The Seal of the State of New Mexico inside the Roundhouse on Jan. 10, 2024. (Photo by Anna Padilla for Source NM)
A push to prohibit landlords across the state from turning away tenants whose rent is partially paid by government subsidies narrowly failed in a legislative committee meeting Monday afternoon.
The bill would add “source of income” to a list of protected categories in the New Mexico Human Rights Act, alongside race, sexual orientation and other characteristics on which it is illegal to discriminate. It would mean that landlords could not legally turn away tenants who carried Section 8 vouchers or other subsidies.
Rep. Kathleen Cates (D-Rio Rancho), whose day job is as a real estate agent, sponsored the legislation and spent more than an hour defending the bill as one of many tools needed to address the ongoing housing crisis in New Mexico. She said refusing tenants based on having rent subsidies is just the latest version in a long history of housing discrimination, based in part on an assumption that tenants with vouchers are bad tenants.
The House Commerce and Economic Development Committee voted 6-5 against sending the bill forward, with two Democrats and four Republicans voting against it. Cates said in an interview Tuesday that as much as she cares about her legislation, she won’t re-introduce the bill this session. She hopes November elections will mean a shakeup in the committee next year.
“I will absolutely reintroduce it. But this year, I would have to reintroduce it with that specific group in the committee,” she said. “And I don’t believe any member of that committee is willing to change their mind.”
Dozens of advocates spoke up on both sides of the legislation, including leaders with the New Mexico Coalition to End Homelessness in favor of the bill, and lobbyists for the New Mexico Apartment Association and realtors associations against it.
Federal voucher programs often have a deadline by which a recipient must find housing or risk losing them. A report by the Legislative Finance Committee last year found that, statewide, 18% of federal housing vouchers go unused. In Gallup, Rio Arriba County and Albuquerque, more than a quarter go unused. One of the reasons was a “lack of landlords willing to accept vouchers,” according to the report.
“Source of income” discrimination has already been banned in Bernalillo County, Albuquerque and Doña Ana County. Elsewhere in the state, including Santa Fe, it’s common for online apartment listings to contain the phrase “No Section 8 allowed.”
Gov. Michelle Lujan Grisham included the bill on her list of priorities for the session, allowing it to be heard this 30-day session despite not being budget-related.
It’s another one of her housing-related priorities that has yet to advance through a legislative committee. A bill she supported that would create a statewide housing office was pulled from a committee late Friday afternoon, as well, and has not been re-introduced.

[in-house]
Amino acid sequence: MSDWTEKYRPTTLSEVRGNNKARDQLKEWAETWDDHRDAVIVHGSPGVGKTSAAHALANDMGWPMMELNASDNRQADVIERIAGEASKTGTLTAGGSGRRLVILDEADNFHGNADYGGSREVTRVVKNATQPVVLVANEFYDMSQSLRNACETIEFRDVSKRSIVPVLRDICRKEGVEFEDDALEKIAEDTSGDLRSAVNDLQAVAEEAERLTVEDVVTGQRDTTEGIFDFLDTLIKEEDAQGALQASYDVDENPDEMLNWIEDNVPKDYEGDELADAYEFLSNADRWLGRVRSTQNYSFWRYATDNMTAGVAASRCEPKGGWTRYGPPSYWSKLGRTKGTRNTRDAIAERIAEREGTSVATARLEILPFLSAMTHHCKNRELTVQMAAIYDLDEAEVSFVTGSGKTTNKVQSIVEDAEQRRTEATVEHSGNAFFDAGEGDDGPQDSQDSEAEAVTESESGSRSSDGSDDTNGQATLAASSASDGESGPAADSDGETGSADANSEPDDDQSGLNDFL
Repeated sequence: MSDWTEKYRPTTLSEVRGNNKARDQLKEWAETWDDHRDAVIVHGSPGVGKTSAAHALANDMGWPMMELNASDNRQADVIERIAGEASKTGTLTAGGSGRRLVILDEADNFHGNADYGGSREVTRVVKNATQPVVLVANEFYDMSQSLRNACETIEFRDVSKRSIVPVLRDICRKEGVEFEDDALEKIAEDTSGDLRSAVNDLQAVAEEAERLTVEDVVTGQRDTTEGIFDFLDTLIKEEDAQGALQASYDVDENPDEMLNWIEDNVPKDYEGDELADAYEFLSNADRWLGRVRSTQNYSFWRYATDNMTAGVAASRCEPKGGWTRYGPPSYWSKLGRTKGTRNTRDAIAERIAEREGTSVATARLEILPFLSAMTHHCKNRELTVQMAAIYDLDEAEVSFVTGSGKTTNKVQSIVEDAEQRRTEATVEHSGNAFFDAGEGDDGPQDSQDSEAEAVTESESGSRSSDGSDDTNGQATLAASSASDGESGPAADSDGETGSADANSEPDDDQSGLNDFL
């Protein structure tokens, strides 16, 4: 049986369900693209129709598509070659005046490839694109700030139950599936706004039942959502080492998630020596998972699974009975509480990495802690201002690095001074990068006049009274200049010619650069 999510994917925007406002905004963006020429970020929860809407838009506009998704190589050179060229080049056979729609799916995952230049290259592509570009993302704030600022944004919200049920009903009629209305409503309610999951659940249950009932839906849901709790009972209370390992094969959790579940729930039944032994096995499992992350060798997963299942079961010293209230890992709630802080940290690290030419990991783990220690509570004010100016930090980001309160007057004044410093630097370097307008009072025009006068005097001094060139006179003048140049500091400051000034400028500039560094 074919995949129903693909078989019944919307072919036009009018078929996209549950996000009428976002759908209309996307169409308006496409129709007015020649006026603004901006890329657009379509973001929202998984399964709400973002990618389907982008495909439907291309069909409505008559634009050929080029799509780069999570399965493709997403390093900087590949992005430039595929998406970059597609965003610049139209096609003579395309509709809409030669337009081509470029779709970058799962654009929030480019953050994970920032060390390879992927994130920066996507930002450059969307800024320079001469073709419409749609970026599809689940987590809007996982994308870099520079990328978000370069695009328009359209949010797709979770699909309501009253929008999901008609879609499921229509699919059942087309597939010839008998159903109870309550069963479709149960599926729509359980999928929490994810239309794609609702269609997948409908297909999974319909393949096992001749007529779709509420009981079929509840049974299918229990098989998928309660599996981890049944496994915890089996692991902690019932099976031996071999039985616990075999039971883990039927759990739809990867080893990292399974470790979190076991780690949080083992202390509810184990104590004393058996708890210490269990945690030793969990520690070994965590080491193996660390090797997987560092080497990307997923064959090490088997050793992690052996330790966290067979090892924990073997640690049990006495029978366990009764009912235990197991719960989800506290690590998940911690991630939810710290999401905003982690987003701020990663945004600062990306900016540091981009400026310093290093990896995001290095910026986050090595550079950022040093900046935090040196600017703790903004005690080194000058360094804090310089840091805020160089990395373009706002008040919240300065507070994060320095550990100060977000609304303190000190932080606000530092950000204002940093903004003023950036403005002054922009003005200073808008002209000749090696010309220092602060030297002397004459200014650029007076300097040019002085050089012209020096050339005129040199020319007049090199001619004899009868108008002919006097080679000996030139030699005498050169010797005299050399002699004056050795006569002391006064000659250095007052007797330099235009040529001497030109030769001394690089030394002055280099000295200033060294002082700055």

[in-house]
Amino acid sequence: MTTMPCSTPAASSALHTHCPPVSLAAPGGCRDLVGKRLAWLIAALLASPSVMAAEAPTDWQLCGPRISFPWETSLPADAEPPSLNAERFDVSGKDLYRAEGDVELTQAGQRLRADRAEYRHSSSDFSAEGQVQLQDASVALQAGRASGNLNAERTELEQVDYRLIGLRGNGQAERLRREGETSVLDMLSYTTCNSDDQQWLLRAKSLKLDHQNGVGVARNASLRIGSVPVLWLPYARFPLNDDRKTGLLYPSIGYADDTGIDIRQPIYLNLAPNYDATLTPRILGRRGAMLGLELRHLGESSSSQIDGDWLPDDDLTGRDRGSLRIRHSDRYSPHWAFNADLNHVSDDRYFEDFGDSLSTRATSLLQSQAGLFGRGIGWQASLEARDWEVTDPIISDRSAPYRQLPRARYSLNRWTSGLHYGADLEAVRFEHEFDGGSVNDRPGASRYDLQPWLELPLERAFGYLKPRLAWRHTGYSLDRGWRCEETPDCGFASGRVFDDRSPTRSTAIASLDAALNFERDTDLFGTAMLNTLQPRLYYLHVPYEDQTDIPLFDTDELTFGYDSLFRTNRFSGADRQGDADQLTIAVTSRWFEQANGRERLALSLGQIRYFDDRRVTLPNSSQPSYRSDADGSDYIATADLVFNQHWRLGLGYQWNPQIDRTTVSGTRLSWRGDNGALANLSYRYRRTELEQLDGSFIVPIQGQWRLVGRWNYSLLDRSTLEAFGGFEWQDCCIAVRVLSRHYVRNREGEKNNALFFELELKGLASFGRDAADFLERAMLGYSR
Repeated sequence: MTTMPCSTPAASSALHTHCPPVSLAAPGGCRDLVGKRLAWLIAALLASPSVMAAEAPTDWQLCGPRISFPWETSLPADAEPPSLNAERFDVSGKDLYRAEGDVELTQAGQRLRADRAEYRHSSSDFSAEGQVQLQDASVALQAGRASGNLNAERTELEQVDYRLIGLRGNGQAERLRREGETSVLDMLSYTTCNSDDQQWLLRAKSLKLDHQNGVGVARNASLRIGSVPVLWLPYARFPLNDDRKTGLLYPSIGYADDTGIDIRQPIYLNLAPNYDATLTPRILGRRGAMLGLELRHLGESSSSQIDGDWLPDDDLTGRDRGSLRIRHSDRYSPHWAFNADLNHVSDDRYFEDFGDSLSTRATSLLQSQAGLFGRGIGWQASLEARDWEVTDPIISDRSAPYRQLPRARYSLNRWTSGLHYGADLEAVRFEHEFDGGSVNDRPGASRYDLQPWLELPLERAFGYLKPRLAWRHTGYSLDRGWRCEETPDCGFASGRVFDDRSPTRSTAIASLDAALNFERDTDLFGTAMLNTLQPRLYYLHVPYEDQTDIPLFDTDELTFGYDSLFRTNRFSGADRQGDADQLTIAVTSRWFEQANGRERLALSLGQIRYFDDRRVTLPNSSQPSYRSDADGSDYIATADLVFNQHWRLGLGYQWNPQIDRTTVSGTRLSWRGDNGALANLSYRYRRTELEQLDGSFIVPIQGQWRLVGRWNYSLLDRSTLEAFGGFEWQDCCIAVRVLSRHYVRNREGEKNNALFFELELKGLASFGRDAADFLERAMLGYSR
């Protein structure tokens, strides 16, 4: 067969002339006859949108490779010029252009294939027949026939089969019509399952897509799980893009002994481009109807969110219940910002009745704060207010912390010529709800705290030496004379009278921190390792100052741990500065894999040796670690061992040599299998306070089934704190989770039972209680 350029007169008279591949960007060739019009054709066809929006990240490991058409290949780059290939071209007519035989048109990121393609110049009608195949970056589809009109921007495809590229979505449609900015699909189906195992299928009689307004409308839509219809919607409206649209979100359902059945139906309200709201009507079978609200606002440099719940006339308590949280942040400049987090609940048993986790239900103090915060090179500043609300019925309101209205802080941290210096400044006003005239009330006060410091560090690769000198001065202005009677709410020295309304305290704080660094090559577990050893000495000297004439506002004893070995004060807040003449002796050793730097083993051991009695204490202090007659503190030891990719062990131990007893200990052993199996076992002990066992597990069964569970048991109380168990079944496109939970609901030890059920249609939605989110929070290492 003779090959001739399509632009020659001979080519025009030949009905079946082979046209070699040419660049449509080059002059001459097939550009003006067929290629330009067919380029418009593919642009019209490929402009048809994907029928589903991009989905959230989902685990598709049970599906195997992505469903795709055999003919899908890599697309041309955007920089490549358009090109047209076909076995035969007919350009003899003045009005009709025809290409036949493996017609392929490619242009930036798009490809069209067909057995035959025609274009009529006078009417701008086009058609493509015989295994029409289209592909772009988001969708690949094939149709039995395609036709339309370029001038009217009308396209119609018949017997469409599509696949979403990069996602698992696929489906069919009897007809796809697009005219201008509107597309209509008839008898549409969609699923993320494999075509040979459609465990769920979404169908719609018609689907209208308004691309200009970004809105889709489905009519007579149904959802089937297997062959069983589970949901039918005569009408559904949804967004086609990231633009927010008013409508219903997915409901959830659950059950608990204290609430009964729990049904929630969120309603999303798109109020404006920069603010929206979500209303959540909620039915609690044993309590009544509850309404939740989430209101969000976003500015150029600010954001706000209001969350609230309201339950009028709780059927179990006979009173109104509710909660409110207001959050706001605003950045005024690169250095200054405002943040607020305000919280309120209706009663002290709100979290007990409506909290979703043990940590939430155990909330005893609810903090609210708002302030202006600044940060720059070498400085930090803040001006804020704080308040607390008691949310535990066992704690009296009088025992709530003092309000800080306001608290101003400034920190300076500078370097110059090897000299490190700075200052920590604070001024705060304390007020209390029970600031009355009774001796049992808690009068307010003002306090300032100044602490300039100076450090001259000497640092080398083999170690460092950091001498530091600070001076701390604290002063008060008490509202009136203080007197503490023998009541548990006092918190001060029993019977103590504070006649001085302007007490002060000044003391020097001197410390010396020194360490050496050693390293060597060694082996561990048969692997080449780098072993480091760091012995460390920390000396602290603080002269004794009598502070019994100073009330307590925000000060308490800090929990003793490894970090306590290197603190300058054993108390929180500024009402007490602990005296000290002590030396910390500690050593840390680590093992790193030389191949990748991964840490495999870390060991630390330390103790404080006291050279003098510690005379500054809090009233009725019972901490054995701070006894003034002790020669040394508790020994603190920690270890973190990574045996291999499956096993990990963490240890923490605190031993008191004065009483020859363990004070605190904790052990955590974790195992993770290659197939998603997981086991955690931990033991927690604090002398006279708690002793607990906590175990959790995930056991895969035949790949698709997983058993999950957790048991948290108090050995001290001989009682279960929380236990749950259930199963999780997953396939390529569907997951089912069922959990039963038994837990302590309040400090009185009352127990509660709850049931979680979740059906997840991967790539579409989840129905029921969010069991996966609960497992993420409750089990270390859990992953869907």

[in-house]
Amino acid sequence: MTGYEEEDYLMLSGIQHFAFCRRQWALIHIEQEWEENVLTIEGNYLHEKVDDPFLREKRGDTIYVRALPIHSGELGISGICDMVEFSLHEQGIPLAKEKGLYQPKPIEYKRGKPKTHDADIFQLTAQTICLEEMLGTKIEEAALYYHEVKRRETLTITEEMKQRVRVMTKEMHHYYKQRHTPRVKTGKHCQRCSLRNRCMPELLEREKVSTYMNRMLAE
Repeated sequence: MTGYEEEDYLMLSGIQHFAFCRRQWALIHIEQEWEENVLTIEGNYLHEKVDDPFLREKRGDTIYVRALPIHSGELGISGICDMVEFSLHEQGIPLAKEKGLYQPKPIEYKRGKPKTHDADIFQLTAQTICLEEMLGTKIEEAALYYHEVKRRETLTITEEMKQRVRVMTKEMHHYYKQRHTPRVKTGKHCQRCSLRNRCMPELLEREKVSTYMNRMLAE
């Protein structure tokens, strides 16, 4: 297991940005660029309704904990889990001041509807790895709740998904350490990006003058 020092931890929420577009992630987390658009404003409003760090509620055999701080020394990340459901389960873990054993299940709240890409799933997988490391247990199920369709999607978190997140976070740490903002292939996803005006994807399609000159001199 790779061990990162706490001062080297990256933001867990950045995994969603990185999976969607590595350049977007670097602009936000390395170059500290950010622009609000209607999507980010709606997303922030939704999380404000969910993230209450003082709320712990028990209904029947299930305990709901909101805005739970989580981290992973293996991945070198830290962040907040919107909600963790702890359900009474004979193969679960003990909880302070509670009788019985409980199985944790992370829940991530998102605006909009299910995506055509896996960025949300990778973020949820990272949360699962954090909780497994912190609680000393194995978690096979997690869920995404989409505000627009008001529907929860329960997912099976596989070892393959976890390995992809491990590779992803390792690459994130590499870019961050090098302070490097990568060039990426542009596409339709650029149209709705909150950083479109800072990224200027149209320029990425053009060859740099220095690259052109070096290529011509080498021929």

The discrimination bill received pushback from lobbyists for the New Mexico Apartment Association, landlords and realtor groups, who spoke at the hearing to say it would impose an unnecessary paperwork burden and force them to rent to unruly tenants.
Supporters say a statewide ban could curb homelessness, reduce the concentration of poverty in certain neighborhoods and prevent people who received Section 8 vouchers from running out of time.
The debate in the committee centered primarily on whether changing the state’s Human Rights Act to ban “source-of-income discrimination” would have implications outside of the rental market, including for mortgage lenders or employers, and whether child support, alimony or other non-labor income sources would apply.
Several members of the committee also said they saw the legislation as government overreach in how landlords conduct their businesses. Rep. Mark Duncan (R-Kirtland) said a bad experience with one tenant when he was a landlord prompted him to turn away tenants with vouchers.
“One day a lady that I had been renting to let her wife beater husband back in, and he destroyed my property,” he said. “That was the last Section 8 I ever took.”
Duncan didn’t provide additional details behind his allegation. Cates said in an interview she was shocked by his comment, which she said showed the prejudicial mindset that is typical of some landlords, one that has echoed over decades with different groups of people.
In the committee, she responded that anecdotes like Duncan’s can’t be used to justify discrimination.
“I know the horror stories, and they are real. They are not made up. And I understand that,” Cates told the committee. “But I can say that about every type of protected class. Does that mean that I’m allowed to discriminate (on) them based on those stories? I cannot.”
At least 11 current lawmakers, not including Duncan, report ownership of residential properties, according to a review last year of legislative financial disclosures by the Santa Fe Reporter.
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